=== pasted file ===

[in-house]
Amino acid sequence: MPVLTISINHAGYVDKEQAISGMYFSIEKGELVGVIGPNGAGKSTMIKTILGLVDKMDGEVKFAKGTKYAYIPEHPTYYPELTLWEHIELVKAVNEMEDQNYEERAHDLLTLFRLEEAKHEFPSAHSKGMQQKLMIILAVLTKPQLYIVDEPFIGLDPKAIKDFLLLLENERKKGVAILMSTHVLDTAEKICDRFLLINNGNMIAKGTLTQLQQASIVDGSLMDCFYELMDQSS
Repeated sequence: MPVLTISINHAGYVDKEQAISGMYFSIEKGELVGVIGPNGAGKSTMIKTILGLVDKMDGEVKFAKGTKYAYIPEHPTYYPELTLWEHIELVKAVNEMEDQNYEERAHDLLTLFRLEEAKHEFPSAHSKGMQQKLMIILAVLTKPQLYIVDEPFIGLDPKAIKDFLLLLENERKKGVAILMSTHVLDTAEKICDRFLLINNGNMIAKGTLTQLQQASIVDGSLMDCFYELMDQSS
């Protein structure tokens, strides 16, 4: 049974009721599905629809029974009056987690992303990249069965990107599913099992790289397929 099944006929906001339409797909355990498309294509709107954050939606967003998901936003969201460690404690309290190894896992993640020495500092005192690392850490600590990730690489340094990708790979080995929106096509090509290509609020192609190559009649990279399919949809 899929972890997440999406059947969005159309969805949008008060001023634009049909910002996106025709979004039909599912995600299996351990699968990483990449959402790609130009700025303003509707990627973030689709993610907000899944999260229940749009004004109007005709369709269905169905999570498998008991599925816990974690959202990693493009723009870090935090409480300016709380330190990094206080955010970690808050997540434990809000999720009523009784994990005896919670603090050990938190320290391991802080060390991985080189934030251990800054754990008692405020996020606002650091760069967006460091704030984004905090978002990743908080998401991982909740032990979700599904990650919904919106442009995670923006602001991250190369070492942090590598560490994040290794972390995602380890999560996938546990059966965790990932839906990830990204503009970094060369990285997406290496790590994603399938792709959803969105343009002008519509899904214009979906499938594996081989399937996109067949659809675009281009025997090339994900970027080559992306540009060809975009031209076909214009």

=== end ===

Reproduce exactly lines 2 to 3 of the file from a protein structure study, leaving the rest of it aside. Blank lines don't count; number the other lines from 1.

Amino acid sequence: MPVLTISINHAGYVDKEQAISGMYFSIEKGELVGVIGPNGAGKSTMIKTILGLVDKMDGEVKFAKGTKYAYIPEHPTYYPELTLWEHIELVKAVNEMEDQNYEERAHDLLTLFRLEEAKHEFPSAHSKGMQQKLMIILAVLTKPQLYIVDEPFIGLDPKAIKDFLLLLENERKKGVAILMSTHVLDTAEKICDRFLLINNGNMIAKGTLTQLQQASIVDGSLMDCFYELMDQSS
Repeated sequence: MPVLTISINHAGYVDKEQAISGMYFSIEKGELVGVIGPNGAGKSTMIKTILGLVDKMDGEVKFAKGTKYAYIPEHPTYYPELTLWEHIELVKAVNEMEDQNYEERAHDLLTLFRLEEAKHEFPSAHSKGMQQKLMIILAVLTKPQLYIVDEPFIGLDPKAIKDFLLLLENERKKGVAILMSTHVLDTAEKICDRFLLINNGNMIAKGTLTQLQQASIVDGSLMDCFYELMDQSS